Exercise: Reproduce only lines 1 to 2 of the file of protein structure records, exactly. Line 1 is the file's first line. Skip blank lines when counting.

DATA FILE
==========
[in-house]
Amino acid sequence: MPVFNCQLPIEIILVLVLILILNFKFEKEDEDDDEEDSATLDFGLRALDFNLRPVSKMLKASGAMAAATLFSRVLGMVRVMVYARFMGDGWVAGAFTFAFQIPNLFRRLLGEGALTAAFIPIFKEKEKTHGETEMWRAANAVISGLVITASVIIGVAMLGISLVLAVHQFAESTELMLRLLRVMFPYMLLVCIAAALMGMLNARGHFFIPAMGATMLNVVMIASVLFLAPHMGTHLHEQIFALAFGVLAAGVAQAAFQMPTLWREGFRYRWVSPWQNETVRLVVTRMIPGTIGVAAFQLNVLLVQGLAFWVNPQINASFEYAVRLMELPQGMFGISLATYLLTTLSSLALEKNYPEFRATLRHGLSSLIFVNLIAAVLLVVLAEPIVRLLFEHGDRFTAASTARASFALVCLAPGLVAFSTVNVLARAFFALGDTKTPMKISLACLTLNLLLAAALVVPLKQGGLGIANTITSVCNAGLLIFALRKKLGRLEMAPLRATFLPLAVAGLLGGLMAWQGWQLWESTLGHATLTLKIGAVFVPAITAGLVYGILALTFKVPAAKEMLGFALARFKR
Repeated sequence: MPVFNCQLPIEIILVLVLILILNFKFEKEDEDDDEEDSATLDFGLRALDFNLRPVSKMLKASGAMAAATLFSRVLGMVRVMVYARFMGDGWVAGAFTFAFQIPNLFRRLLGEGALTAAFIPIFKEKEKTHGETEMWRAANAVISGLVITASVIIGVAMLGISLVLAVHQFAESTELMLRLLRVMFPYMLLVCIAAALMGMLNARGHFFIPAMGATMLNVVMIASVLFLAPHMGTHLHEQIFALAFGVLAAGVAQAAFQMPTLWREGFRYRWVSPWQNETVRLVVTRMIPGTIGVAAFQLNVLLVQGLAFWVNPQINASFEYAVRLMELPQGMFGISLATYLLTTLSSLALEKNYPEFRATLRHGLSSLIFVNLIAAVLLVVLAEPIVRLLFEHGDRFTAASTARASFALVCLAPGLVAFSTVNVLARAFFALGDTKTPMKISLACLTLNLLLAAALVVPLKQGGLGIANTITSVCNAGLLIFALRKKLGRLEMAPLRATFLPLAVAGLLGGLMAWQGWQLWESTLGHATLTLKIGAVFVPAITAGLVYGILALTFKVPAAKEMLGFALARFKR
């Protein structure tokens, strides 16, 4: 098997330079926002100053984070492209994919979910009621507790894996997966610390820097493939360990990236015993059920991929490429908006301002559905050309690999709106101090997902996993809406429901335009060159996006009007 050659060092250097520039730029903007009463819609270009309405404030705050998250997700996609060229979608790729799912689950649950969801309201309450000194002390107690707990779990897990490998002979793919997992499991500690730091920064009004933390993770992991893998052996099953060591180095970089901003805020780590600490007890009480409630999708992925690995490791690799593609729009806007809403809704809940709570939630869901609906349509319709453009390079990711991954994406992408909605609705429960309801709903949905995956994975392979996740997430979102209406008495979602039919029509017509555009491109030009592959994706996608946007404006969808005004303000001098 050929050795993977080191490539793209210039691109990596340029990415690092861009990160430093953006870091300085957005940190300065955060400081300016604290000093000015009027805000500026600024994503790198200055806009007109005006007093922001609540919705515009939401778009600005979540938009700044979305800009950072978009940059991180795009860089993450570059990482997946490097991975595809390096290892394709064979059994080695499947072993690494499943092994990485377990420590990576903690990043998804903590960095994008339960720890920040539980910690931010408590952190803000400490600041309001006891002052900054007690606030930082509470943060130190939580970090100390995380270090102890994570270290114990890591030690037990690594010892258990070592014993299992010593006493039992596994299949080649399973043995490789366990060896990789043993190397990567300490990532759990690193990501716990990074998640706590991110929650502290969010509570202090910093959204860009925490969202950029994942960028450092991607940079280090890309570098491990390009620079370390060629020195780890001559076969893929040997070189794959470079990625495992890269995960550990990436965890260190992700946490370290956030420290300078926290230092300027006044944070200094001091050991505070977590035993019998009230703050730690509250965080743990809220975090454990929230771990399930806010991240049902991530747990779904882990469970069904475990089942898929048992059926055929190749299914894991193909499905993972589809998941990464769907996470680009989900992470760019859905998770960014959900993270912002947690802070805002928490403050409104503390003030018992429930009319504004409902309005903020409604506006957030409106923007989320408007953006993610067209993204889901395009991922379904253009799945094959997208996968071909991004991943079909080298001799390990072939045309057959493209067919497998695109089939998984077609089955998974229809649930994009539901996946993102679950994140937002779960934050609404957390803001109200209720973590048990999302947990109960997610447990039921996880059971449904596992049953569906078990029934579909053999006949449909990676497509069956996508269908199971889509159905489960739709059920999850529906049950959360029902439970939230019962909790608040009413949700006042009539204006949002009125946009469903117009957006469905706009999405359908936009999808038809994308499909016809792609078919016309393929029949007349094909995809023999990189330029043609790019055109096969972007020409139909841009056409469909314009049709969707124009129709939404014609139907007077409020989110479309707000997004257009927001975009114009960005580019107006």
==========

[in-house]
Amino acid sequence: MPVFNCQLPIEIILVLVLILILNFKFEKEDEDDDEEDSATLDFGLRALDFNLRPVSKMLKASGAMAAATLFSRVLGMVRVMVYARFMGDGWVAGAFTFAFQIPNLFRRLLGEGALTAAFIPIFKEKEKTHGETEMWRAANAVISGLVITASVIIGVAMLGISLVLAVHQFAESTELMLRLLRVMFPYMLLVCIAAALMGMLNARGHFFIPAMGATMLNVVMIASVLFLAPHMGTHLHEQIFALAFGVLAAGVAQAAFQMPTLWREGFRYRWVSPWQNETVRLVVTRMIPGTIGVAAFQLNVLLVQGLAFWVNPQINASFEYAVRLMELPQGMFGISLATYLLTTLSSLALEKNYPEFRATLRHGLSSLIFVNLIAAVLLVVLAEPIVRLLFEHGDRFTAASTARASFALVCLAPGLVAFSTVNVLARAFFALGDTKTPMKISLACLTLNLLLAAALVVPLKQGGLGIANTITSVCNAGLLIFALRKKLGRLEMAPLRATFLPLAVAGLLGGLMAWQGWQLWESTLGHATLTLKIGAVFVPAITAGLVYGILALTFKVPAAKEMLGFALARFKR